News, nuggets and longreads 18 May 2019: ratings, lager, and lager ratings

A graffiti covered Bristol pub.

Here’s everything that struck as particularly interesting in writing about beer and pubs in the past week, from Carlsberg to Cambridge.

First, some news: those Red­church rum­blings from the oth­er week are now con­firmed – the brew­ery went into admin­is­tra­tion and is now under new own­er­ship. This has prompt­ed an inter­est­ing dis­cus­sion about crowd­fund­ing:

More news: it’s intrigu­ing to hear that Curi­ous is expand­ing. It’s a brew­ery you don’t hear talked about much by geeks like us – in fact, we’re not sure we’ve ever tried the beer – but it does turn up in a sur­pris­ing num­ber of pubs and restau­rants.

Vintage map of Cambridge

This piece by Ram­blin’ Dave S on the Cam­bridge craft beer scene is inter­est­ing because, well, it’s not about Lon­don, Man­ches­ter or any of the oth­er places that get writ­ten about more often, and men­tions some brew­eries we don’t much about:

On the pan­el, we had a rep­re­sen­ta­tive from Brew­board, who took over Black Bar’s kit and premis­es in Harston in 2017, and rapid­ly brought out a sol­id range of well-exe­cut­ed US-style craft stan­dards – the sort of stuff that might get lost in the noise in a town like Man­ches­ter or Leeds, but which Cam­bridge had been miss­ing for a while… Mil­ton Brew­ery, the vet­er­ans of the Cam­bridge scene, were rep­re­sent­ed by their founder Richard Nais­by.… they’re prob­a­bly best described as being part of the pro­to-craft / Weird Real Ale gen­er­a­tion; found­ed in 1999, fit­ting com­fort­ably with­in real ale cul­ture in many ways, but push­ing the style enve­lope rather more than most of their tra­di­tion­al­ist pre­de­ces­sors.

Text illustration: LAGER

What starts as a sav­aging of Carls­berg’s sup­pos­ed­ly new and improved Dan­ish Pil­sner by Mar­tyn Cor­nell turns into an inter­est­ing reflec­tion on trends in low­er-ABV lager:

What this new style of lager is deliv­er­ing is taste, some­thing that, 20 years after the Amer­i­can IPA rev­o­lu­tion, is final­ly becom­ing a main­stream demand, plus “cold refresh­ing­ness”’ some­thing beers such as Carls­berg once had tied up and held down on the ground, but which is no longer enough. What [Cam­den] Week Nite is deliv­er­ing as well is rel­a­tive­ly low alco­hol: it used to be that a three per cent beer would have to be made with roast­ed or high-dried malts, like a brown ale or a dark mild or a sweet stout, to deliv­er flavour. Brew­ers are now dis­cov­er­ing that it is pos­si­ble to deliv­er flavour in a low-grav­i­ty beer with Amer­i­can-her­itage hops.

The Untappd logo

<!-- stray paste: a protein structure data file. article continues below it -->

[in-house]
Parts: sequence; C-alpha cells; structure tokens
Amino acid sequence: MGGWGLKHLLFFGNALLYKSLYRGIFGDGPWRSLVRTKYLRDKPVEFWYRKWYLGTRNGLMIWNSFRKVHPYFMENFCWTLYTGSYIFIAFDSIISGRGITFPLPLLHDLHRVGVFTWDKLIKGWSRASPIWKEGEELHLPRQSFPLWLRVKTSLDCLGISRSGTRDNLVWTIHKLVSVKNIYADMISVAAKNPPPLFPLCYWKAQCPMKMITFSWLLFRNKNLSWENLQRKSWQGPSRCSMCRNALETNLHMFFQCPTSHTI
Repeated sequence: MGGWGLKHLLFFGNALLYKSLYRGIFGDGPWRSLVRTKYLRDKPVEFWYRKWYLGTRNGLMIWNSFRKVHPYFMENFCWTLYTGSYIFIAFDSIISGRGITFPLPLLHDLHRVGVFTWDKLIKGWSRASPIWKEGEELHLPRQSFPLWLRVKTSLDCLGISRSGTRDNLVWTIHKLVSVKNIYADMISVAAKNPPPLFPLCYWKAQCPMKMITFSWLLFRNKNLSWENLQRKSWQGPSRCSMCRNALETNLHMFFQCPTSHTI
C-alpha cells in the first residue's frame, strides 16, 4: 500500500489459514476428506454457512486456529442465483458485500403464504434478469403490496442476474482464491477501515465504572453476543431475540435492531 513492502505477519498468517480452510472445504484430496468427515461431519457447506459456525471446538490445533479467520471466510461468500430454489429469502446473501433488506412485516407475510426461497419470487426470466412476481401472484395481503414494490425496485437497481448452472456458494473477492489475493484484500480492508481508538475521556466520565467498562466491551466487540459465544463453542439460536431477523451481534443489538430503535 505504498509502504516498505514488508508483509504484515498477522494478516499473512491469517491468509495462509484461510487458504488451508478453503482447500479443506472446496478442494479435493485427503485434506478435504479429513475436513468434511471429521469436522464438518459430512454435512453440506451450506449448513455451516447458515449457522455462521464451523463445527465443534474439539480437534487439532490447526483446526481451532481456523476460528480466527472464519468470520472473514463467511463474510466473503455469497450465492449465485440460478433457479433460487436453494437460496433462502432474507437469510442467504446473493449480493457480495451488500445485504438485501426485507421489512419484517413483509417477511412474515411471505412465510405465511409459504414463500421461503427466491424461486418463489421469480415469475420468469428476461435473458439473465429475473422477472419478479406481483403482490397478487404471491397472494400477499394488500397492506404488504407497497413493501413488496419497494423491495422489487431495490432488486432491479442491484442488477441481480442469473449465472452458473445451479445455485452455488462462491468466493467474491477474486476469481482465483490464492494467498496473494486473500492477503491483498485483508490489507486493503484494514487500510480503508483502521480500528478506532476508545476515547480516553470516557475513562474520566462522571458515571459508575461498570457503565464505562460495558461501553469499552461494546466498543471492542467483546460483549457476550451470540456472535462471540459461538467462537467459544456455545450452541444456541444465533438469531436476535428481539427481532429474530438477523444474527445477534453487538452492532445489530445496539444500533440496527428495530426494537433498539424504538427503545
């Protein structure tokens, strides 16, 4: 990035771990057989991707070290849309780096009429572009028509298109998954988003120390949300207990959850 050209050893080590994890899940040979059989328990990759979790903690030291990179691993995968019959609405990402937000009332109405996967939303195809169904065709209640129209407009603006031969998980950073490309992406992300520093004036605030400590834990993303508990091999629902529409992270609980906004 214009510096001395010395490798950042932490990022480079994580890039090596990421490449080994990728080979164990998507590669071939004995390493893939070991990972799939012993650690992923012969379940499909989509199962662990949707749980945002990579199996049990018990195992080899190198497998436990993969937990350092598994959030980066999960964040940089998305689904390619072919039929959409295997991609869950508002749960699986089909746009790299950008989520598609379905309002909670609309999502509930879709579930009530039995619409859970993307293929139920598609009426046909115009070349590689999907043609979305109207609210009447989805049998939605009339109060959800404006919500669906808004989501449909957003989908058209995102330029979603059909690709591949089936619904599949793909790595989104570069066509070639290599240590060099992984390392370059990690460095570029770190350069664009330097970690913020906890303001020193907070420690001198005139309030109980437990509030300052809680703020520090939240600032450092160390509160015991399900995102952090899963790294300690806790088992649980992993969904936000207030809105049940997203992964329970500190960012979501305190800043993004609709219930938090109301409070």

Michael Ton­s­meire has analysed what makes for high rat­ings on beer web­sites and reached some unsur­pris­ing con­clu­sions but expressed with par­tic­u­lar clar­i­ty:

Peo­ple love assertive fla­vors. Once you’ve tried a few hun­dred (or thou­sand) beers, it is dif­fi­cult to get a “wow” response from malt, hops, and yeast. This is espe­cial­ly true in a small sam­ple or in close prox­im­i­ty to oth­er beers (e.g., tast­ing flight, bot­tle share, fes­ti­val). So many of the top beers don’t taste like “beer” they taste like maple, coconut, bour­bon, choco­late, cof­fee, cher­ries etc. If you say there is a fla­vor in the beer every­one wants to taste it… look­ing at reviews for our Vanil­lafort, it is amaz­ing how diver­gent the expe­ri­ences are. Despite a (to my palate) huge vanil­la fla­vor (one bean per 5 gal­lons), some peo­ple don’t taste it.

And, relat­ed, here’s a fas­ci­nat­ing piece from the Econ­o­mist, unfor­tu­nate­ly deliv­ered with a snarky tone that’s a bit off­putting, from the head­line onwards: “Why beer snobs guz­zle lagers they claim to dis­like”. The point it makes, beyond the curled lip, is that lager rates poor­ly on Untap­pd and yet remains the most con­sumed beer style:

One expla­na­tion is frag­men­ta­tion. Though report­ed con­sump­tion tends to be high­er for indi­vid­ual lagers than for ales, there are far more ales than lagers. As a result, ales account for 73% of drink­ing of the 5,000 lead­ing beers record­ed on Untap­pd.

And, final­ly, here’s a gem from the BBC Archive:

For more read­ing check out Stan Hierony­mus on most Mon­days and Alan McLeod on Thurs­day.

2 thoughts on “News, nuggets and longreads 18 May 2019: ratings, lager, and lager ratings”

  1. Thanks for the men­tion! FWIW I tend to be either Dave S as a per­son or Brew in a Bed­sit as a blog – the Twit­ter han­dle is most­ly a his­toric acci­dent…

    Any­way, some real­ly inter­est­ing stuff about rat­ings, there – I’d always had sus­pi­cions about super-lim­it­ed stuff get­ting a “spe­cial occa­sion bonus”, but it had­n’t occurred that the fact of being hard to get was essen­tial­ly intro­duc­ing selec­tion bias (in the brew­er’s favor) to the pool of raters. To be hon­est, I kind of hope that brew­ers get more and more shame­less about gam­ing this sort of thing and the rat­ings get more and more obvi­ous­ly sil­ly as a result – it might help to dis­pel the idea that “the 50 top rat­ed what­ev­ers” is a thing to be tak­en too seri­ous­ly.

  2. Dav­eS, agreed. I think it would be great if a brew­ery released two beers that, unbe­knownst to the pub­lic, were actu­al­ly from the same batch. They would have dif­fer­ent names, dif­fer­ent labels, and dif­fer­ent dis­tri­b­u­tion (for instance, one might be avail­able only at the brew­ery), but oth­er­wise they would be iden­ti­cal. I imag­ine that with a lit­tle effort you could engi­neer a pret­ty wide dis­crep­an­cy between Untap­pd rank­ings for the beer. I’d like to think that would take some wind out of Untap­pd’s sails, but real­is­ti­cal­ly I sup­pose very few peo­ple would know or care. Still it would be enlight­en­ing.

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